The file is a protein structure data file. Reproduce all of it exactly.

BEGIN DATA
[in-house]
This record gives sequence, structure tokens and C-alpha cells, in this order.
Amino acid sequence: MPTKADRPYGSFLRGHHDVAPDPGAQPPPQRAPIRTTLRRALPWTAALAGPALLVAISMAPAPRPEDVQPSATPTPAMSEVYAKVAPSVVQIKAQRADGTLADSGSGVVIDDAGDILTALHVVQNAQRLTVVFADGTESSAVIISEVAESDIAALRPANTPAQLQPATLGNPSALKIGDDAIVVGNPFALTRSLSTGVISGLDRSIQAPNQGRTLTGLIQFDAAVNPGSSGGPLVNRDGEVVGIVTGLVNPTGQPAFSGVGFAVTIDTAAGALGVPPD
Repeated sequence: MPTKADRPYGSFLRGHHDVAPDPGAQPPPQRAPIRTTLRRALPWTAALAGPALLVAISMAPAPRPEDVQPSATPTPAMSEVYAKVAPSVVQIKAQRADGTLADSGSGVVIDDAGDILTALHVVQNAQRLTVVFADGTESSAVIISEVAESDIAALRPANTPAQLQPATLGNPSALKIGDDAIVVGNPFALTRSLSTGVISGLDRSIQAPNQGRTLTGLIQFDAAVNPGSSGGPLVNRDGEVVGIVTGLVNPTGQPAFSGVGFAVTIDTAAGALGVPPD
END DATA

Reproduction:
[in-house]
This record gives sequence, structure tokens and C-alpha cells, in this order.
Amino acid sequence: MPTKADRPYGSFLRGHHDVAPDPGAQPPPQRAPIRTTLRRALPWTAALAGPALLVAISMAPAPRPEDVQPSATPTPAMSEVYAKVAPSVVQIKAQRADGTLADSGSGVVIDDAGDILTALHVVQNAQRLTVVFADGTESSAVIISEVAESDIAALRPANTPAQLQPATLGNPSALKIGDDAIVVGNPFALTRSLSTGVISGLDRSIQAPNQGRTLTGLIQFDAAVNPGSSGGPLVNRDGEVVGIVTGLVNPTGQPAFSGVGFAVTIDTAAGALGVPPD
Repeated sequence: MPTKADRPYGSFLRGHHDVAPDPGAQPPPQRAPIRTTLRRALPWTAALAGPALLVAISMAPAPRPEDVQPSATPTPAMSEVYAKVAPSVVQIKAQRADGTLADSGSGVVIDDAGDILTALHVVQNAQRLTVVFADGTESSAVIISEVAESDIAALRPANTPAQLQPATLGNPSALKIGDDAIVVGNPFALTRSLSTGVISGLDRSIQAPNQGRTLTGLIQFDAAVNPGSSGGPLVNRDGEVVGIVTGLVNPTGQPAFSGVGFAVTIDTAAGALGVPPD